A schematic of the catalytic oxygen “evolution” reaction inside a well-defined ruthenium oxide nano-channel structure. The reaction starts with water and proceeds via a number of intermediates (OH, O, and OOH). Finally oxygen gas O2 is evolved. The investigated reaction pathway is indicated from left to right by the bright red and white colored atoms in the front/middle of the figure.
While available solar power easily outpaces human demand, we have to consider the problems of energy storage as we move towards renewable and intermittent sources. Water electrochemistry is a promising energy currency because water is incredibly abundant, it is non-toxic, and these technologies have already shown scalability on an automotive and industrial level.
Unfortunately, however, the adaptation of water electrochemistry is hindered by low efficiencies due to thermodynamic scaling relationships. These scaling relationships couple the adsorption energy of different reaction intermediates, which prevents us from simultaneously achieving all conditions necessary for facile electrolysis or oxygen reduction.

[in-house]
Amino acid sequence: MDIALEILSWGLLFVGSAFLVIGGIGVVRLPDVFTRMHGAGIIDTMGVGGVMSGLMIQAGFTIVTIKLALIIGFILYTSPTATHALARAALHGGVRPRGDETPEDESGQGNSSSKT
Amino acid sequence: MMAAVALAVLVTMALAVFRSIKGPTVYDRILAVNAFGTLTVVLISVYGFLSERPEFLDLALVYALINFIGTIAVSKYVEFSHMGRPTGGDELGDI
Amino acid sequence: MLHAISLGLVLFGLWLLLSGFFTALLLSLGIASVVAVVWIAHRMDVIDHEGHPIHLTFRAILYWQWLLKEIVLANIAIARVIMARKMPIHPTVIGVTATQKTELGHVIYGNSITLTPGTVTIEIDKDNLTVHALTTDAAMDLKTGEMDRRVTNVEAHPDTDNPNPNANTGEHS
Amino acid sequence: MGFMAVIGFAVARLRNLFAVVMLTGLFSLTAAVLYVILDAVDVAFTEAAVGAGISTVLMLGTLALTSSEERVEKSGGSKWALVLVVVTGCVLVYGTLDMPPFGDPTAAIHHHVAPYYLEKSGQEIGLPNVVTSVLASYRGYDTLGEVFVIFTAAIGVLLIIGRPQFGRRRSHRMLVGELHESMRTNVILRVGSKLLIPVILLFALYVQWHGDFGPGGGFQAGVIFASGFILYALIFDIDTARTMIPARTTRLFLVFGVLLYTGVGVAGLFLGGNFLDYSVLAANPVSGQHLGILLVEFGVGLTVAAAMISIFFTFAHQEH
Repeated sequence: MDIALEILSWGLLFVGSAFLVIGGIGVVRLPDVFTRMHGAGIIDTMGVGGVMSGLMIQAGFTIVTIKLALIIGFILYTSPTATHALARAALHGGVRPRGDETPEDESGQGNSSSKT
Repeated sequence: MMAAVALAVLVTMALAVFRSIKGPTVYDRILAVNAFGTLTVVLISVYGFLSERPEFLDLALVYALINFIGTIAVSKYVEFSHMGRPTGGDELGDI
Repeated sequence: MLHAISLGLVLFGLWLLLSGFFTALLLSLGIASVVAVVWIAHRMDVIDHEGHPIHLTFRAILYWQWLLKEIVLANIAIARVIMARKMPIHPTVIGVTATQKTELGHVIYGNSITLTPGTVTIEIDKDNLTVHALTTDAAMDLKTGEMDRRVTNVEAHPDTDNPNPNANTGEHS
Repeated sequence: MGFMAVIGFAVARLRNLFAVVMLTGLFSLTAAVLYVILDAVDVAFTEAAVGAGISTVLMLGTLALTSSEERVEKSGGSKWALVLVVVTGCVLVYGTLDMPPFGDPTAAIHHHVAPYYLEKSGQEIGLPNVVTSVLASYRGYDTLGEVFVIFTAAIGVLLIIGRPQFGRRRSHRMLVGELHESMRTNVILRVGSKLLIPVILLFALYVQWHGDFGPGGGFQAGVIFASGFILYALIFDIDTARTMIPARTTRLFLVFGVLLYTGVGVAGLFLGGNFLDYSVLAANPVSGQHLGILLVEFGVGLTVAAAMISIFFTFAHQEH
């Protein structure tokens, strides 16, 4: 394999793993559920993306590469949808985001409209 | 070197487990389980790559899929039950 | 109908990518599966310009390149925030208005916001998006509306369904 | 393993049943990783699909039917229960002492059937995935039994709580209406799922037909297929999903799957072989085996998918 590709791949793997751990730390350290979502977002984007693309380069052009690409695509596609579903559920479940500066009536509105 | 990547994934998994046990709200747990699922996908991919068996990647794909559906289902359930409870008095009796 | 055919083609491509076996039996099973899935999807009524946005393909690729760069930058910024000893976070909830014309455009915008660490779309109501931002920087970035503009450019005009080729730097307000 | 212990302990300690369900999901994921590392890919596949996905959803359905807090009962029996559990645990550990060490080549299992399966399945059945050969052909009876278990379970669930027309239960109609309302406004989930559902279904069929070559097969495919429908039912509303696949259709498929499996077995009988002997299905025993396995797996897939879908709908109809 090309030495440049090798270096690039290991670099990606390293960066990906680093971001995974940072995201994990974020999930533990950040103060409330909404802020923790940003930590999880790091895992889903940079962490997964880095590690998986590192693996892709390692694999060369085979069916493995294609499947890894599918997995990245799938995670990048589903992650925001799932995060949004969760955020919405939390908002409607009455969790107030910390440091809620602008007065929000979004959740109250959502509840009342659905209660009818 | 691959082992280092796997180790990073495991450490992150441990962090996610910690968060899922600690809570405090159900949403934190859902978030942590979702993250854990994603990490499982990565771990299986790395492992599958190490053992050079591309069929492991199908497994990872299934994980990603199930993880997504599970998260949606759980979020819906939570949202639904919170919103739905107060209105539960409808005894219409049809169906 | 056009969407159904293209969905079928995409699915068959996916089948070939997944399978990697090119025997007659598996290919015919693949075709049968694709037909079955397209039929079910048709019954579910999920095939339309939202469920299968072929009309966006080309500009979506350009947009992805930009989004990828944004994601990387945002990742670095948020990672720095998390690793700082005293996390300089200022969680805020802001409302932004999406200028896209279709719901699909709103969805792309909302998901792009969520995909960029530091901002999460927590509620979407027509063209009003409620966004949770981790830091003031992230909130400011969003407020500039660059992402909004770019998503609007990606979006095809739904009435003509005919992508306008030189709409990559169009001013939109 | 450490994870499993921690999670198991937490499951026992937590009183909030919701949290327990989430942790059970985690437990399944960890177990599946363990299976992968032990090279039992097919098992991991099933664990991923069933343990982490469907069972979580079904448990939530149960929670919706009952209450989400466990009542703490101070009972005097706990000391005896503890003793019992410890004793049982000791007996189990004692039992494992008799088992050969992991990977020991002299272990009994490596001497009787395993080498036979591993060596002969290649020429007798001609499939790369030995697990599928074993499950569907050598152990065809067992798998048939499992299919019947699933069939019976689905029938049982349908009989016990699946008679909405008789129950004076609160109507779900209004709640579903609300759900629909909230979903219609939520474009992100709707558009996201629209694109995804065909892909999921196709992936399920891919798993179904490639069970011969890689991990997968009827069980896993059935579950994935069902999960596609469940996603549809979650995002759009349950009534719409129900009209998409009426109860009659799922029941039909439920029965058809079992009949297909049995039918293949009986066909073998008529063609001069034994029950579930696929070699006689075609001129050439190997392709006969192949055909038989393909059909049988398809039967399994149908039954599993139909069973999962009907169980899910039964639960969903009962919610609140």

In our work we explore the effects of channel structures on these scaling relationships. Our hope was that interactions across the channel would be able to decouple the energetics of intermediate adsorption based on their size and orientation. We studied both RuO2 and IrO2 under oxygen evolution conditions, and in both cases saw that confinement preferentially stabilized HOO*, breaking previously limiting scaling relationships. We believe that this stabilization was due to a hydrogen bond formation between the surface-bound HOO and oxygen atoms bound to the opposite channel surface. In conclusion, our work predicted that nanoscopic confinement could lower the water splitting overpotential by 200 mV on RuO2, corresponding to a 10% increase in catalytic efficiency.